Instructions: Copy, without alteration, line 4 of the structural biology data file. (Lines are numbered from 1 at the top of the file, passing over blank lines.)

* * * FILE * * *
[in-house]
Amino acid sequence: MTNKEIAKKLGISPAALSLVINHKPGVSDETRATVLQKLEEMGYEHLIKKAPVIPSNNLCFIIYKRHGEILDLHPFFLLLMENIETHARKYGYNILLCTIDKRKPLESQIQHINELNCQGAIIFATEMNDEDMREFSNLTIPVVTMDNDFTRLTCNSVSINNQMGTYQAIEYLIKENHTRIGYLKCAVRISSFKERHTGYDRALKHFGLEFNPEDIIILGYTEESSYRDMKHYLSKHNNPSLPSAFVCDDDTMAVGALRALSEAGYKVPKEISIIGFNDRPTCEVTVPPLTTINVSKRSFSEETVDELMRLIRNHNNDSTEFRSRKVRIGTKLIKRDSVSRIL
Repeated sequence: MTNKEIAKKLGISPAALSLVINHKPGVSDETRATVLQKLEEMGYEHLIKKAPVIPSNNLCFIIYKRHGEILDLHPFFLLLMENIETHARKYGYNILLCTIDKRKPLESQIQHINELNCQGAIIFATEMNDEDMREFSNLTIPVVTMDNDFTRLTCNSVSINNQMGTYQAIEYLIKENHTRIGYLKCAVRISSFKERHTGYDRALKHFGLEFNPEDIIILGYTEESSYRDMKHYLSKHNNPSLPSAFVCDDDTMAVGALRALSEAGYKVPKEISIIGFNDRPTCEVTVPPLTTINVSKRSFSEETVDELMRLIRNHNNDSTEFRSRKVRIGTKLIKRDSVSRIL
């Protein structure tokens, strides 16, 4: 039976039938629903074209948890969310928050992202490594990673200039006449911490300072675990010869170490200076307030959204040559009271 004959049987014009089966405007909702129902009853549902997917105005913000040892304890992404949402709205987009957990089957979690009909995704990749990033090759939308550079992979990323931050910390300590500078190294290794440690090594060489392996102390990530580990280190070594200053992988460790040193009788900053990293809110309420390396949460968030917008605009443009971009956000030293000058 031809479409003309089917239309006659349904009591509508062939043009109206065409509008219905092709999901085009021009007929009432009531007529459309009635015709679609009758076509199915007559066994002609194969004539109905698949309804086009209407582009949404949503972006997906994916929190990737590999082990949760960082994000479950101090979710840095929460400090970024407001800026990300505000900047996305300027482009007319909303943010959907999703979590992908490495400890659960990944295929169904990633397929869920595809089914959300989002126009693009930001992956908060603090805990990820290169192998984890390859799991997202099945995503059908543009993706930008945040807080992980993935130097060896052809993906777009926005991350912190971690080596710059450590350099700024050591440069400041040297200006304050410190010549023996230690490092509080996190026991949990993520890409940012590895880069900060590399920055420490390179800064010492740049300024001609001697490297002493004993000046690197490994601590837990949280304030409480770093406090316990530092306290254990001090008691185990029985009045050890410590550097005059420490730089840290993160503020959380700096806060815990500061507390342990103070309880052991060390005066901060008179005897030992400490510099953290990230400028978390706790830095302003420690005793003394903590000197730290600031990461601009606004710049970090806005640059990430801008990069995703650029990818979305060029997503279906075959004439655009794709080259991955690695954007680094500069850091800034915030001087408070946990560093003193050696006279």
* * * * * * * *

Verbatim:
């Protein structure tokens, strides 16, 4: 039976039938629903074209948890969310928050992202490594990673200039006449911490300072675990010869170490200076307030959204040559009271 004959049987014009089966405007909702129902009853549902997917105005913000040892304890992404949402709205987009957990089957979690009909995704990749990033090759939308550079992979990323931050910390300590500078190294290794440690090594060489392996102390990530580990280190070594200053992988460790040193009788900053990293809110309420390396949460968030917008605009443009971009956000030293000058 031809479409003309089917239309006659349904009591509508062939043009109206065409509008219905092709999901085009021009007929009432009531007529459309009635015709679609009758076509199915007559066994002609194969004539109905698949309804086009209407582009949404949503972006997906994916929190990737590999082990949760960082994000479950101090979710840095929460400090970024407001800026990300505000900047996305300027482009007319909303943010959907999703979590992908490495400890659960990944295929169904990633397929869920595809089914959300989002126009693009930001992956908060603090805990990820290169192998984890390859799991997202099945995503059908543009993706930008945040807080992980993935130097060896052809993906777009926005991350912190971690080596710059450590350099700024050591440069400041040297200006304050410190010549023996230690490092509080996190026991949990993520890409940012590895880069900060590399920055420490390179800064010492740049300024001609001697490297002493004993000046690197490994601590837990949280304030409480770093406090316990530092306290254990001090008691185990029985009045050890410590550097005059420490730089840290993160503020959380700096806060815990500061507390342990103070309880052991060390005066901060008179005897030992400490510099953290990230400028978390706790830095302003420690005793003394903590000197730290600031990461601009606004710049970090806005640059990430801008990069995703650029990818979305060029997503279906075959004439655009794709080259991955690695954007680094500069850091800034915030001087408070946990560093003193050696006279």